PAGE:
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"The Archetype Association"

The Archetype Association

Author's Notes
Chapter 1
Chapter 2
Chapter 3
Chapter 4
Chapter 5
Chapter 6
Chapter 7
Chapter 8
Chapter 9
Chapter 10
Chapter 11
Chapter 12
Chapter 13
Chapter 14
Chapter 15
Chapter 16
Chapter 17
Chapter 18
Chapter 19
Chapter 20
Chapter 21
Chapter 22
Chapter 23
Chapter 24
Chapter 25
Chapter 26
Chapter 27
Chapter 28
Chapter 29
Chapter 30
Chapter 31
Chapter 32
Chapter 33
Chapter 34
Chapter 35
Chapter 36
Chapter 37
Chapter 38
Chapter 39
Chapter 40
Chapter 41
Chapter 42
Chapter 43
Chapter 44
Chapter 45
Chapter 46
Chapter 47
Chapter 48
Chapter 49


Rogue knocked lightly on the door to Peter's - no, Archetype's room. She cursed silently, reminding herself that Peter was no longer the occupant. "Come in," she heard from the other side. She opened the door and went through.

Archetype was seated at his computer, busily typing away. He glanced up at her. "Hello, Rogue," he said politely, taking off his glasses.

She looked at him. "Why don't you wear contacts?"

"What, and ruin my secret identity?" He smiled at her chuckle.

"What are you writing?" she asked him.

"Something I've been working on for a while now. It can wait. What's up?"

"We're taking you out to eat. It's an X-Men tradition."

"Anywhere in particular?"

"Harry's Hideaway. It's been the X-Men's watering hole for years."

He nodded. "All right. Give me a few minutes to get changed." He reached behind the desk, pulling out a straight cane, which he leaned on as he got out of the chair.

"Did you hurt yourself?" she asked him.

"It's an old injury," he said. "Sometimes it acts up. I think I strained it during my Danger Room session earlier. I'll be fine," he assured her. "Be down in a few minutes." She nodded and left, meeting Bobby at the front door.

"What's keeping him?" Bobby asked.

"He wanted to get changed." She had already changed into a matching skirt and blouse, both in her trademark green. Bobby wore a turtleneck and jeans.

He nodded. "What was he doing?"

"Working on his computer. He settled in pretty quickly."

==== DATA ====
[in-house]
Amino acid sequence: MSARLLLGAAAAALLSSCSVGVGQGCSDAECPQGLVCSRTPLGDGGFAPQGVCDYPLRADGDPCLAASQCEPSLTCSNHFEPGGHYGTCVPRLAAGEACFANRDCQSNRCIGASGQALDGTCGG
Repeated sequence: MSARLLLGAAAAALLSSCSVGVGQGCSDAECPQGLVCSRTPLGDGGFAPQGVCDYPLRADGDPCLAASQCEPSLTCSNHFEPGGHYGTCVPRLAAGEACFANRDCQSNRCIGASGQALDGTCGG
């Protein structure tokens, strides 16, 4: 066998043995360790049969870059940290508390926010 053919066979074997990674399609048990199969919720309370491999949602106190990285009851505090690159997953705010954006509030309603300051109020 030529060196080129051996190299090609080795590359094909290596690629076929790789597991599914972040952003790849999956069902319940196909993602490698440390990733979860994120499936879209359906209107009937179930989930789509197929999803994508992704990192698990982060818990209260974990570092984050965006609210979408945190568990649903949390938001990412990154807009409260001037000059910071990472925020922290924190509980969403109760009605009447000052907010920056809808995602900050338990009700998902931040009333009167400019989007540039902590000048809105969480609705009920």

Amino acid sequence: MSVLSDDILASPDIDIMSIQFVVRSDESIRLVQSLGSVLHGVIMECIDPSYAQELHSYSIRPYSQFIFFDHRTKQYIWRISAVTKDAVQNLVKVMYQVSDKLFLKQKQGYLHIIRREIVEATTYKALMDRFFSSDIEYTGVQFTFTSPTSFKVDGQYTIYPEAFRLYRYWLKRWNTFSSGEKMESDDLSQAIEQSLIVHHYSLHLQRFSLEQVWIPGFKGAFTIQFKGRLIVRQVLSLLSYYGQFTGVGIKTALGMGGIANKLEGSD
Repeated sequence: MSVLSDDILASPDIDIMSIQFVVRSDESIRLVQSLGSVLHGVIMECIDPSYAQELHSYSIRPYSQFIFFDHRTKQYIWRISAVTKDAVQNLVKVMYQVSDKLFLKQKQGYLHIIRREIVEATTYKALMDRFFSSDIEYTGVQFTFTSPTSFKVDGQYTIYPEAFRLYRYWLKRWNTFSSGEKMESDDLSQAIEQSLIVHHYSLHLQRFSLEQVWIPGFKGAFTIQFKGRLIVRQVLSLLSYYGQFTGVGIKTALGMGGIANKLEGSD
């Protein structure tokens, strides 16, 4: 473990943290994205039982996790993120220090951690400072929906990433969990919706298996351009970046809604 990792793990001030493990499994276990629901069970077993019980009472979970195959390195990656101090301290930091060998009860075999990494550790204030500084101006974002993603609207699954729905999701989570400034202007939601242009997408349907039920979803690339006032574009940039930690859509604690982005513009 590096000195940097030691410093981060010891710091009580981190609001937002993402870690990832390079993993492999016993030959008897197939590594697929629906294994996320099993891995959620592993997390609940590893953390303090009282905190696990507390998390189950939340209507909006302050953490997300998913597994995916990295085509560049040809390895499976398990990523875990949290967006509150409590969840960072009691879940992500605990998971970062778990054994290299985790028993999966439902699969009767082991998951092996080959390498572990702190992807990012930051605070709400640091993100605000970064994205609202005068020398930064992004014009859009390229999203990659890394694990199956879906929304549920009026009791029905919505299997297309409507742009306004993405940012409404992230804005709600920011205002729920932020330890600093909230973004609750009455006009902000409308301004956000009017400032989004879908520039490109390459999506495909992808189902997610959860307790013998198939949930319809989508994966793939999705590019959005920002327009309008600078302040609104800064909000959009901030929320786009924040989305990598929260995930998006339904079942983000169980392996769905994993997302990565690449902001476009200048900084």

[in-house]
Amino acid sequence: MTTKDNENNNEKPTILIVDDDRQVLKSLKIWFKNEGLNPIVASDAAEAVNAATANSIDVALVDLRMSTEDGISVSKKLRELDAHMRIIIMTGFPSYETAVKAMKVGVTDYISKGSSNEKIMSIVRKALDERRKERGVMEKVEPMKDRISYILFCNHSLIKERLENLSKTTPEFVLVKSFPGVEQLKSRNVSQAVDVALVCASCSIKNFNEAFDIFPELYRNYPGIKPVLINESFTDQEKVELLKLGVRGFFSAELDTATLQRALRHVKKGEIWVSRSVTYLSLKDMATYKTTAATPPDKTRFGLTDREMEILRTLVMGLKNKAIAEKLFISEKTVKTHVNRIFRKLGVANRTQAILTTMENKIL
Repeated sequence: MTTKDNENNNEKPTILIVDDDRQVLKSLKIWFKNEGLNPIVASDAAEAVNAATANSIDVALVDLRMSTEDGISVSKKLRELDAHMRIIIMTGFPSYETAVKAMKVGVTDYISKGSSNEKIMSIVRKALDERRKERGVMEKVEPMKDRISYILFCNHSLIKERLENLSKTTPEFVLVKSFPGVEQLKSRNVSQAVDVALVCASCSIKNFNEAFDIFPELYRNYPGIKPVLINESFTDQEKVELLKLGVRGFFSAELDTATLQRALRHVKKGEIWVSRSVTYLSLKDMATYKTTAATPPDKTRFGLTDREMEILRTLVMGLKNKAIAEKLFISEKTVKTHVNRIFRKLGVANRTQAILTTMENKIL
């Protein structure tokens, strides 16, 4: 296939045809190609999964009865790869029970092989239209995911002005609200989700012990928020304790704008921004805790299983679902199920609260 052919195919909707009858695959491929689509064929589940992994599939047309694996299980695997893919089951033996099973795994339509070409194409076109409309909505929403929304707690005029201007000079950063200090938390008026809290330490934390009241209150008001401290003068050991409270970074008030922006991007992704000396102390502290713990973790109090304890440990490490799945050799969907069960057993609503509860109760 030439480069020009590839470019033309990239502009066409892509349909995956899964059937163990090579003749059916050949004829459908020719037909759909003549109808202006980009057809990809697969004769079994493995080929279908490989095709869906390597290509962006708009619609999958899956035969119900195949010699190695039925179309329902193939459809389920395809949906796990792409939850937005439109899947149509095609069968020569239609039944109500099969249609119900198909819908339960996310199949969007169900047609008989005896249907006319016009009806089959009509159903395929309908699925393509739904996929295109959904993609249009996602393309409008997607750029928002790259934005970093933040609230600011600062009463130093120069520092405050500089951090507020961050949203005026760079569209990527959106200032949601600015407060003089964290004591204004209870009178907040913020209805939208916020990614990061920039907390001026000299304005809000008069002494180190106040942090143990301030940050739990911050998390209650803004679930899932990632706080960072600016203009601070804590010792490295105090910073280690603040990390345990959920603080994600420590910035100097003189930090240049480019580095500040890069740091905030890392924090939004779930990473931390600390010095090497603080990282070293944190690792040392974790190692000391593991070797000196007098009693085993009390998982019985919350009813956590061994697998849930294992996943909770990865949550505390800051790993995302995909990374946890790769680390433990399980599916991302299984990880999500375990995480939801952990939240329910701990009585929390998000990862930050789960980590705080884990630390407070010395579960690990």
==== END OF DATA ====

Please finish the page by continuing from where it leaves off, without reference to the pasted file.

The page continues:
"Home is where you hang your hat, Rogue," she heard behind her. She turned around to find Archetype stepping out from behind the staircase.

"How'd you get down here so fast?" Bobby asked.

He shrugged. "The elevator." He had changed into a pair of light blue jeans, with a grey shirt and black denim vest. He also wore gloves, and was still leaning on his cane. The overall effect was to make him look older. "Are we all ready?"

"All set," Bobby replied.

"Let's go, then." He reached out at the air in front of him, and his jacket appeared in his hand. He put it on, opened the door, and motioned for Rogue to go first. She smiled and walked out, Bobby and Archetype following in turn.

As she and Bobby headed towards the garage, Archetype spoke up. "Um, excuse me, but isn't the road that way?" he said, pointing with his cane.

"Yeah, but the garage is this way," Bobby said.

"True, but I passed Harry's when I walked here before. It's only about three kilos away. Why drive?"

"Because it's three kilos away," Bobby replied.

"Let me get this straight," Archetype said, leaning on his cane. "You spend three hours a day in physical training, and you're all built like fitness ads, but you won't walk an easy three kilos? Why spend all that time in the gym, when the real world has enough physical challenges for you?"

"He's got a point, Bobby," Rogue said. "Besides, it's a nice night. Let's walk."

"All right," Bobby sighed. He joined them on the road which led to Graymalkin Lane. They made good time, Rogue realized, since Archetype, even with the cane, moved at a brisk pace.

"Your leg seems to be feeling better," she remarked.

"It improves if I walk it off," he replied. He looked at Bobby. "I can shorten the trip if you want."


"The same way I got here yesterday. I'll fold space-time."

"Is it safe?"

"Totally. It'll look a little strange, though."

"Just what do you mean by strange?" Bobby asked suspiciously.

He frowned for a moment. "Ever watch a car as it came towards you?" When they nodded, he continued. "Did you notice that, if the car was moving fast, it seemed to flatten out slightly?"

"Yeah," Bobby replied doubtfully.

"Well, everything's going to look like that for the next few minutes. Well," he amended, "everything but us."

"How long will it take us to get there, then?" Rogue asked him.

"About ten minutes," he said. "I won't compress things too much."

"All right," Bobby said, "let's get moving, then."

"Just one moment, Mister Drake." Archetype furrowed his brow for a second, and everything seemed to dim. "We're ready now." He started walking towards Graymalkin Lane, which seemed to be approaching very quickly as they followed him.

"Will anybody see us?" Rogue asked him.

"No," he replied. "We're appearing in normal space, but for only a fraction of an instant at any given time, faster than the time which the brain needs to process new information. No one will notice us. I'll put us back in normal space somewhere where we won't be noticed for a moment, so people will think we had just walked in." By the time he had finished his sentence, they were on Graymalkin Lane and heading towards town.